The Weekly Roar

In this week’s Roar: U.S. imports are up, the freight recession continues, an update for cosmetics companies, another potential strike, and the greenest ocean carrier.

Despite all the talk of a downturn, American consumers continue to spend, pushing imports up 33% from February’s low, to the highest they’ve been since August 2022. China remains the top source of imports. The conflicting news on where the economy and freight markets are heading is dizzying, but par for the course over the past few years. Our advice is to remain diligent with your supply chain strategy and be nimble so you can adapt to what the market presents for the foreseeable future.

A new CNBC Supply Chain Survey conducted with logistics executives shows that the global freight recession is expected to continue into 2024. Freight volumes are expected to be down in the first half of the year, but there is some hope of a slight rebound in the second half of the year. Additionally, thanks to weak demand and excess capacity, freight rates are expected to remain stable for the year. Finally, the trucking industry is expected to be hit particularly hard, with some companies forced to lay off workers.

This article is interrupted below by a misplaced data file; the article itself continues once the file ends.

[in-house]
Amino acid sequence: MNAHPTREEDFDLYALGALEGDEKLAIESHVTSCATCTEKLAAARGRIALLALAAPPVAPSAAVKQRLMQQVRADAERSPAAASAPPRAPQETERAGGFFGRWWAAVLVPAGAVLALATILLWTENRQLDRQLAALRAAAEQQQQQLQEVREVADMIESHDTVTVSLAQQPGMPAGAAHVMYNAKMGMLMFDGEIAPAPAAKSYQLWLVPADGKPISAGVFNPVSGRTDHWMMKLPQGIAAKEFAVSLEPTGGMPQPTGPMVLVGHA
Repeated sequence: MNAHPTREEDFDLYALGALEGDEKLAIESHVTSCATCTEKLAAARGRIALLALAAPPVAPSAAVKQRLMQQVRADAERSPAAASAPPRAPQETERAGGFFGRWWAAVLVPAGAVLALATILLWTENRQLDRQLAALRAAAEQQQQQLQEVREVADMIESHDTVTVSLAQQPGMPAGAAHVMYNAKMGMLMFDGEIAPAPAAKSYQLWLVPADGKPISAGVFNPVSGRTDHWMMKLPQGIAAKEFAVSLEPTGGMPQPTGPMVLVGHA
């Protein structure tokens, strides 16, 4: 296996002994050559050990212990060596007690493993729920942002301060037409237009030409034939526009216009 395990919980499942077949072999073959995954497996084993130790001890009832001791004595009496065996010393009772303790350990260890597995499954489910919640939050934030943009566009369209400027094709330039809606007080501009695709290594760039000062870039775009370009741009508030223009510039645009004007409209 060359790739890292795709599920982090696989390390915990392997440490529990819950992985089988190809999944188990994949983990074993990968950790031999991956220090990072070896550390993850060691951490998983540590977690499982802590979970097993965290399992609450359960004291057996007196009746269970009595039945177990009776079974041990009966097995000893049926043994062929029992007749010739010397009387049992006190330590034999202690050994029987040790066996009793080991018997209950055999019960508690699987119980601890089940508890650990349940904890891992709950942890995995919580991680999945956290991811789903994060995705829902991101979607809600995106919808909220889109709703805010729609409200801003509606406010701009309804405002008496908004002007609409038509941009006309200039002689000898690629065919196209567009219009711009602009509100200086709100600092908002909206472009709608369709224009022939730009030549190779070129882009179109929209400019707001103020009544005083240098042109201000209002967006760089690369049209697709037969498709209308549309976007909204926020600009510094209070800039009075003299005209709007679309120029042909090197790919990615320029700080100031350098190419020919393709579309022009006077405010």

The FDA is updating the cosmetic product facility registration and cosmetic product listing requirements. In October, the FDA announced a new publication that will assist in developing Structured Product Labeling (SPL) authoring tools. And on November 1, they announced they will be providing more information about their new Electronic Submissions Gateway (ESG), or SPL authoring software.

It’s a ways off, but The International Longshoremen’s Association (ILA) is preparing for an East Coast strike on October 1, 2024, if negotiations for a new labor contract with the United States Maritime Alliance (USMX) do not reach a favorable conclusion by September 30, 2024. While the ILA hasn’t spelled out any specific demands, it’s expected they’ll include a pay raise and a guarantee that work at new terminals will go to ILA members. The union is also saying that they want local branches to start negotiations early in order to resolve local issues before the master contract talks begin.

The Marine Benchmark’s Carbon Emissions Index (CEI), which provides visibility on carriers’ emissions, has determined who is the greenest ocean carrier. Several factors, such as ship size and speed, impact emissions. Based on findings, Ocean Network Express (ONE) is the most CO2 efficient carrier on the highest number of trades. However, HMM is the most carbon-efficient carrier overall.

For the rest of the week’s top shipping news, check out the article highlights below.